InformCare Launch O2 Nose Filters As WHO estimate 30+ UK tow
LONDON, June 8, 2020 /PRNewswire/ -- We all know that coughs and sneezes spread viruses and bacteria that travel through the already impure air at 2000 miles an hour and you only have to think about what we have all been through in the last few months to know what lurks in the air around us.
O2 Nose Filters are the latest weapon in the war against city pollution – air filters so small they can be easily be worn inside a commuter's nostrils. The discreet nose filters are so tiny that they are almost invisible when inserted into the nose and the claim is they prevent 90% of large PM 10 pollution particles from reaching the lungs, in addition they prevent 65% of pollution finer pollution PM 2.5 particles from entering the lungs.
"The market is increasing" said Harry Cole, technical director of Respro, a British company which makes masks. "People using the underground, buses, trains and planes have an increased awareness of potential poor air quality. We don't just sell to cyclists but also to pedestrians and tourists going to different countries with known poor air quality."
A recent report by the World Health Organisation (WHO) estimated that more than 30 UK towns and cities, exceeded air pollution limits, with a further 17 at the limit.
The WHO says that poor air quality is a major cause of disease and death – increasing the risk of stroke, heart disease, lung cancer and chronic and acute respiratory diseases, including asthma.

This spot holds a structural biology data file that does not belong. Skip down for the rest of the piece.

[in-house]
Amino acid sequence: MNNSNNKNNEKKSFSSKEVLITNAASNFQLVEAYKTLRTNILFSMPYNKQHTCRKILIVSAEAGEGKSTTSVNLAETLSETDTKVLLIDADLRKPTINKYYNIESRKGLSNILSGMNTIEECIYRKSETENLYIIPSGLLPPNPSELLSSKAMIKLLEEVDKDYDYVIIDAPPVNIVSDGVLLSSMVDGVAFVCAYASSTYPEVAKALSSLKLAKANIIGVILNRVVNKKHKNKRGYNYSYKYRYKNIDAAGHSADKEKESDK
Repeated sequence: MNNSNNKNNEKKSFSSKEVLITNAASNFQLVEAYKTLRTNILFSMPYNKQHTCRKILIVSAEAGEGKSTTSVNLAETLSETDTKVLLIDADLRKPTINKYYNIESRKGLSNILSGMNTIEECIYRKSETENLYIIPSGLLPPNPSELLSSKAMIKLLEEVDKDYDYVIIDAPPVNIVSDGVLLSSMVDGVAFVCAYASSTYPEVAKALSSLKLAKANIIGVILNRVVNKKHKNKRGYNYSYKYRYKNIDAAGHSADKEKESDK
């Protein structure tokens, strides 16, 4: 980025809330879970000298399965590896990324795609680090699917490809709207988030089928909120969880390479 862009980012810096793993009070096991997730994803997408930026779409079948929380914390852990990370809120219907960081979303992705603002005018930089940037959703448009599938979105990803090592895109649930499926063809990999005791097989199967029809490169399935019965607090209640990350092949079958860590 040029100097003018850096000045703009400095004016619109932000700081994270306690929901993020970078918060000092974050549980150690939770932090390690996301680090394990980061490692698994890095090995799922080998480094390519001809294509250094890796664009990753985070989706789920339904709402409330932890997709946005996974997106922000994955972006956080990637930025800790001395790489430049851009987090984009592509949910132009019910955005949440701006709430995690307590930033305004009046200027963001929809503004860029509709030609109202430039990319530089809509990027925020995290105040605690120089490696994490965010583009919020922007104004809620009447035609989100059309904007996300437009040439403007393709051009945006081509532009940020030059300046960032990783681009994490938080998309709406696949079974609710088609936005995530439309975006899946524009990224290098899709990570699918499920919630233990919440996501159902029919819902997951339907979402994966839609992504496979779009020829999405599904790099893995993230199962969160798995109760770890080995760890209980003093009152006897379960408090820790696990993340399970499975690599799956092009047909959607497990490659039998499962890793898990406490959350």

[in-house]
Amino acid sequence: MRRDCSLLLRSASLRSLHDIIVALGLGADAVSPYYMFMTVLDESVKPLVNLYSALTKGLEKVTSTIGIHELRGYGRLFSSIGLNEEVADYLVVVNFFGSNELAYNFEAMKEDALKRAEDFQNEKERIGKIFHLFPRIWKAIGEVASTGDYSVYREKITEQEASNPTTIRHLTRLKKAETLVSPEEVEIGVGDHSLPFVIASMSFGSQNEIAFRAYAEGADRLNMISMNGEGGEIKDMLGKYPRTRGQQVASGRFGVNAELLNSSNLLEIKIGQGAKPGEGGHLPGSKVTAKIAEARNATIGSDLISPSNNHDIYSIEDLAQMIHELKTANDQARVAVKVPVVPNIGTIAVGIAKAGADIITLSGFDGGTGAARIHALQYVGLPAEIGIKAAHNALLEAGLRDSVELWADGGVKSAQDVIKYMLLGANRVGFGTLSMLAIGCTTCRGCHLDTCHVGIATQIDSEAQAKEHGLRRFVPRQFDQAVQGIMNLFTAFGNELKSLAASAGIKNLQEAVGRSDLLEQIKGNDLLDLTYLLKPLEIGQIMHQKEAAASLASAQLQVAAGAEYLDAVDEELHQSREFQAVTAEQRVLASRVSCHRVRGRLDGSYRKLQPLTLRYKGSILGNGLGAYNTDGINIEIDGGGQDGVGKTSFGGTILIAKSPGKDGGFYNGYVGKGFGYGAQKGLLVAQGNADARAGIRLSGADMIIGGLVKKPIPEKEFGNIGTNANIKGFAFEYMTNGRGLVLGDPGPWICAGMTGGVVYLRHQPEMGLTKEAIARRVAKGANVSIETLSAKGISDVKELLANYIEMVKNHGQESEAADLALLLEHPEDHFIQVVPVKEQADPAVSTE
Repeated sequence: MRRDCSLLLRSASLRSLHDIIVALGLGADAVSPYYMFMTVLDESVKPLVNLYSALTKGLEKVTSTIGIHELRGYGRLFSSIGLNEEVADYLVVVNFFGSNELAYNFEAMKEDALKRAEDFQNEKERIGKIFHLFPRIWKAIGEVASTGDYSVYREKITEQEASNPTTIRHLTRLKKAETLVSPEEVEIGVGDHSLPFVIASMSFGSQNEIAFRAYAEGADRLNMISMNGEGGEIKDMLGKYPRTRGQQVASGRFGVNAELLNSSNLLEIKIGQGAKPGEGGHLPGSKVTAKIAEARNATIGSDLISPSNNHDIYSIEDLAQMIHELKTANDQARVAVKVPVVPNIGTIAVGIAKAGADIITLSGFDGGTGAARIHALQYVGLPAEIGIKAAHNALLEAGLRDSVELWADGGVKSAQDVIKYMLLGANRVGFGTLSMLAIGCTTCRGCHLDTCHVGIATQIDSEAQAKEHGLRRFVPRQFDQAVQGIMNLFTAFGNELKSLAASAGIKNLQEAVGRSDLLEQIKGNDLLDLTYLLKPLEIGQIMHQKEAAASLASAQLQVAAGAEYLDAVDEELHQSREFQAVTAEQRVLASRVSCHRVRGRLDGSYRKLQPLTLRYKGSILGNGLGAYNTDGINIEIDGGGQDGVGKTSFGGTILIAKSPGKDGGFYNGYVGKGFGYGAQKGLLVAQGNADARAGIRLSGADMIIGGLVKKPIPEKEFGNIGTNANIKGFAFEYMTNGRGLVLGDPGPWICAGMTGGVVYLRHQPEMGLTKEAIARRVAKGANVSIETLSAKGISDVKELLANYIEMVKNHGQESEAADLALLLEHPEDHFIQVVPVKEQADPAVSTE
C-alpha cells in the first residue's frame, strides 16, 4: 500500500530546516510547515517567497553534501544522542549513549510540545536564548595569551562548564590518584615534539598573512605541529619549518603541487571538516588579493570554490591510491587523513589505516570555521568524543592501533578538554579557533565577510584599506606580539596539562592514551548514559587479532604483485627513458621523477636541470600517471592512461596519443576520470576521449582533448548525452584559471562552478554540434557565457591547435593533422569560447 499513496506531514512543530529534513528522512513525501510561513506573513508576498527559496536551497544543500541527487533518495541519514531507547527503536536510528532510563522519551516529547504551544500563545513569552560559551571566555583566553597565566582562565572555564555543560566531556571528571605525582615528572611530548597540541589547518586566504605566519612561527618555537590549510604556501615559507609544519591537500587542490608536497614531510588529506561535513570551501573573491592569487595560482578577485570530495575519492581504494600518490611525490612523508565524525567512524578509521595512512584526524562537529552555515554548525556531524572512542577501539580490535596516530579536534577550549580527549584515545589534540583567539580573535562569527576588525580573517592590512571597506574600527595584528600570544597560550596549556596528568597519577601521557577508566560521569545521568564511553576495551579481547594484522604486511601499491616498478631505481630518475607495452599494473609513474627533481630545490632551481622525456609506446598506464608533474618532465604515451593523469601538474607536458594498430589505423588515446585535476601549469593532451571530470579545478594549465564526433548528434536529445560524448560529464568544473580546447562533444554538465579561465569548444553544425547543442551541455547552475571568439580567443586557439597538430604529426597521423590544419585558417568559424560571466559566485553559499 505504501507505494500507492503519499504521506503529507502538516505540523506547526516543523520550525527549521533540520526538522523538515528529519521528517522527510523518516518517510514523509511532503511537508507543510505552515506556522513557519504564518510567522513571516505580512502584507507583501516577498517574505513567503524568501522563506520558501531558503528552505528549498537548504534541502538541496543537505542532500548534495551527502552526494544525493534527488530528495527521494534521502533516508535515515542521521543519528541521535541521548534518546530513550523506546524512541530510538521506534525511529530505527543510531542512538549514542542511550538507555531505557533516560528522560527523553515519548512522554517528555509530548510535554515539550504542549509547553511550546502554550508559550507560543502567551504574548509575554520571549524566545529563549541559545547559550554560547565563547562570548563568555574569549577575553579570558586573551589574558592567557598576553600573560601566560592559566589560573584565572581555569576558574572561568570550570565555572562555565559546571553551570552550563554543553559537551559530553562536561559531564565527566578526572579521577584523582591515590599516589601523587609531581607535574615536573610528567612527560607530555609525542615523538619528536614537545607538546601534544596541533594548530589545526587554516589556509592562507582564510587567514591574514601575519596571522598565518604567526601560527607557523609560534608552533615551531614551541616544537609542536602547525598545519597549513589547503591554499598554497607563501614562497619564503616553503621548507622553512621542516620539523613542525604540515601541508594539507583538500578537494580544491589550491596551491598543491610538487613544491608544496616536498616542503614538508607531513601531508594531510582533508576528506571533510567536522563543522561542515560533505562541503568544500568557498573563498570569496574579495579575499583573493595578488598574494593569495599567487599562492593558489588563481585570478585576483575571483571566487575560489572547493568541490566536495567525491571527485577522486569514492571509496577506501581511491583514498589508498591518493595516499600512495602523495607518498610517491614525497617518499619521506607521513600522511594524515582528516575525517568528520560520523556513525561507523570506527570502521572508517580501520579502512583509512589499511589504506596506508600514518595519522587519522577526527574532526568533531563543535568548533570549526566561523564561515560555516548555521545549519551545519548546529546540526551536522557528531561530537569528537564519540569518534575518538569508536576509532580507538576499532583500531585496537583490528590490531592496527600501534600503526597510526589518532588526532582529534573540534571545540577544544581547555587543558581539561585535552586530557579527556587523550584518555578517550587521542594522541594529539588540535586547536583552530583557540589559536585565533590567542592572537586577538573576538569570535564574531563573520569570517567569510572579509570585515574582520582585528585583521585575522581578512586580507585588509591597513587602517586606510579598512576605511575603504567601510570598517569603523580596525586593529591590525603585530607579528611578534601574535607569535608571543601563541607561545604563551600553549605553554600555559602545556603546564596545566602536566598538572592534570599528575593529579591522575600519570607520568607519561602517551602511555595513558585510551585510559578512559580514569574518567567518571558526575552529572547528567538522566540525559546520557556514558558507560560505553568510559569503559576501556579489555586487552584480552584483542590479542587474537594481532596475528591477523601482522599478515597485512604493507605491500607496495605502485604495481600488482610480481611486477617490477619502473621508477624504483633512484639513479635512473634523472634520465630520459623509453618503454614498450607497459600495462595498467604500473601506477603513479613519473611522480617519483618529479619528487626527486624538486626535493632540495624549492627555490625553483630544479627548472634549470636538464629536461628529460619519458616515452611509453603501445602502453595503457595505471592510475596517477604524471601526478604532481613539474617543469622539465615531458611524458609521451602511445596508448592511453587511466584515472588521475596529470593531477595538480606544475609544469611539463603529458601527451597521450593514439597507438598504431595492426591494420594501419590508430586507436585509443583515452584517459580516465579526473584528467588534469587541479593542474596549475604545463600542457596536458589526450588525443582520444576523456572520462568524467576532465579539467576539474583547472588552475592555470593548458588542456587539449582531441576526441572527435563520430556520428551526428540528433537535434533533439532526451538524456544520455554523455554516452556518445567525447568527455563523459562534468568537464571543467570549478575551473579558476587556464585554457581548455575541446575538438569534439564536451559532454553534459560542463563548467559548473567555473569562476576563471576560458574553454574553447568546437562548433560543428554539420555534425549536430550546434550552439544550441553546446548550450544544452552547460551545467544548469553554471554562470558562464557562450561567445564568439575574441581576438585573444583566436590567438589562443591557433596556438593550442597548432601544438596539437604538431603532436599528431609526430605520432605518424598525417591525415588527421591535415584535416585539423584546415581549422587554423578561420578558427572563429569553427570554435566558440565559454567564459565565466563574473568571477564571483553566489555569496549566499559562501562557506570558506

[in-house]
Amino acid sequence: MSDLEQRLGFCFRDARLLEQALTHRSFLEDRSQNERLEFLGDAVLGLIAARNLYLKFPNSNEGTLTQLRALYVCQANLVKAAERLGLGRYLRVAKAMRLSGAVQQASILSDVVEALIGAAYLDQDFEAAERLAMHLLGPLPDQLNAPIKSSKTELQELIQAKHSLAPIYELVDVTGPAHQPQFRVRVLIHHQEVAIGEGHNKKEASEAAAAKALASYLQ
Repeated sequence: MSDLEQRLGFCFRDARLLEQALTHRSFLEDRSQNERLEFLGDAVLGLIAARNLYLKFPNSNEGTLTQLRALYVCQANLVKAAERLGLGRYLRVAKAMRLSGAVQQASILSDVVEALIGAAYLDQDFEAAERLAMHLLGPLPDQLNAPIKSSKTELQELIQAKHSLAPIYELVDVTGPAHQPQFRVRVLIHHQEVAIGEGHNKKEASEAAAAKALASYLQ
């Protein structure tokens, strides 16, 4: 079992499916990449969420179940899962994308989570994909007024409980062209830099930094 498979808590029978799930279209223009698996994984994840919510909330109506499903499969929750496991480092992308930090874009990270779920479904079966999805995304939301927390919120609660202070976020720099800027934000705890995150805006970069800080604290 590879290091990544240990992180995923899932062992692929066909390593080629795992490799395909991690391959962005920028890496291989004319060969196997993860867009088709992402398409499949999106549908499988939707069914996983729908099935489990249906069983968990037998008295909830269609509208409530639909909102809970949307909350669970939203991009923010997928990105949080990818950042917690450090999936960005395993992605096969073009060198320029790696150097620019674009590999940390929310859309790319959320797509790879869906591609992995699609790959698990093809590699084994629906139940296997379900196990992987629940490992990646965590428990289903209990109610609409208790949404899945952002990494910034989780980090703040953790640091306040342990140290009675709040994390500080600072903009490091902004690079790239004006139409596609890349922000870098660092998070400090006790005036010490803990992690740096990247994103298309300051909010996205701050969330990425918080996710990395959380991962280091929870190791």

In cities and larger towns where there is a high volume of traffic, levels are worse. If you live near a main road, particularly a hill, with buildings or houses at each side, then a barrier or a tunnel effect without the roof is created, where particles do not disperse as well and pollution levels are higher for longer.
Evidence shows that spending time in areas with high levels of air pollution can worsen asthma symptoms, damage lung function, and reduce life expectancy. The O2 micro nose filters are now available in the UK for the first time. The makers claim they provide relief against pollution and airborne viruses.
They are quickly gaining popularity in China, where mega cities such as Shanghai report some of the world's poorest air quality.
Air pollution is a public health emergency that cuts thousands of lives short each year with children, older people and the poorest most at risk.